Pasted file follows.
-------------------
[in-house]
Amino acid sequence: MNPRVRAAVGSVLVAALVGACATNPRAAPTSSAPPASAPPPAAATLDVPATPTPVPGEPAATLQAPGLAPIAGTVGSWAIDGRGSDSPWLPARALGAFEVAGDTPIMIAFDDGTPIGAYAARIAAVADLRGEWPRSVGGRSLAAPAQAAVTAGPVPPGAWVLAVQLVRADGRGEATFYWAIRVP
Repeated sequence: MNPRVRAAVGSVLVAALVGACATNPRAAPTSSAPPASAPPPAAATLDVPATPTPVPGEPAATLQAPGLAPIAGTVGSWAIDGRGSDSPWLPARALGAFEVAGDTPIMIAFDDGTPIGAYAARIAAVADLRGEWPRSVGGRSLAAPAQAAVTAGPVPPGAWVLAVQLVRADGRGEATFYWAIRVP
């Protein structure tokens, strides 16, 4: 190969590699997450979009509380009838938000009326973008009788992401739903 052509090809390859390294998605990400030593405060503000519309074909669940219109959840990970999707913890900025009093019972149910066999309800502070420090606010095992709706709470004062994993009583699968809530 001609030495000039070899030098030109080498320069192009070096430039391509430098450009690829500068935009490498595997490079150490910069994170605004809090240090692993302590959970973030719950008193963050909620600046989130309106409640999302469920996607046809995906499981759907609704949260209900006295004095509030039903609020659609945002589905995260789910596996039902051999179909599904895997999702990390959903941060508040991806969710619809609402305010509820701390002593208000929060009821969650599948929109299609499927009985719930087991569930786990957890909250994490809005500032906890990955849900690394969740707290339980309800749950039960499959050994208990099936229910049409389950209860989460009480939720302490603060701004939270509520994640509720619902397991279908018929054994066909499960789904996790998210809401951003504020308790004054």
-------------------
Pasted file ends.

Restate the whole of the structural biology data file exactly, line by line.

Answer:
[in-house]
Amino acid sequence: MNPRVRAAVGSVLVAALVGACATNPRAAPTSSAPPASAPPPAAATLDVPATPTPVPGEPAATLQAPGLAPIAGTVGSWAIDGRGSDSPWLPARALGAFEVAGDTPIMIAFDDGTPIGAYAARIAAVADLRGEWPRSVGGRSLAAPAQAAVTAGPVPPGAWVLAVQLVRADGRGEATFYWAIRVP
Repeated sequence: MNPRVRAAVGSVLVAALVGACATNPRAAPTSSAPPASAPPPAAATLDVPATPTPVPGEPAATLQAPGLAPIAGTVGSWAIDGRGSDSPWLPARALGAFEVAGDTPIMIAFDDGTPIGAYAARIAAVADLRGEWPRSVGGRSLAAPAQAAVTAGPVPPGAWVLAVQLVRADGRGEATFYWAIRVP
């Protein structure tokens, strides 16, 4: 190969590699997450979009509380009838938000009326973008009788992401739903 052509090809390859390294998605990400030593405060503000519309074909669940219109959840990970999707913890900025009093019972149910066999309800502070420090606010095992709706709470004062994993009583699968809530 001609030495000039070899030098030109080498320069192009070096430039391509430098450009690829500068935009490498595997490079150490910069994170605004809090240090692993302590959970973030719950008193963050909620600046989130309106409640999302469920996607046809995906499981759907609704949260209900006295004095509030039903609020659609945002589905995260789910596996039902051999179909599904895997999702990390959903941060508040991806969710619809609402305010509820701390002593208000929060009821969650599948929109299609499927009985719930087991569930786990957890909250994490809005500032906890990955849900690394969740707290339980309800749950039960499959050994208990099936229910049409389950209860989460009480939720302490603060701004939270509520994640509720619902397991279908018929054994066909499960789904996790998210809401951003504020308790004054």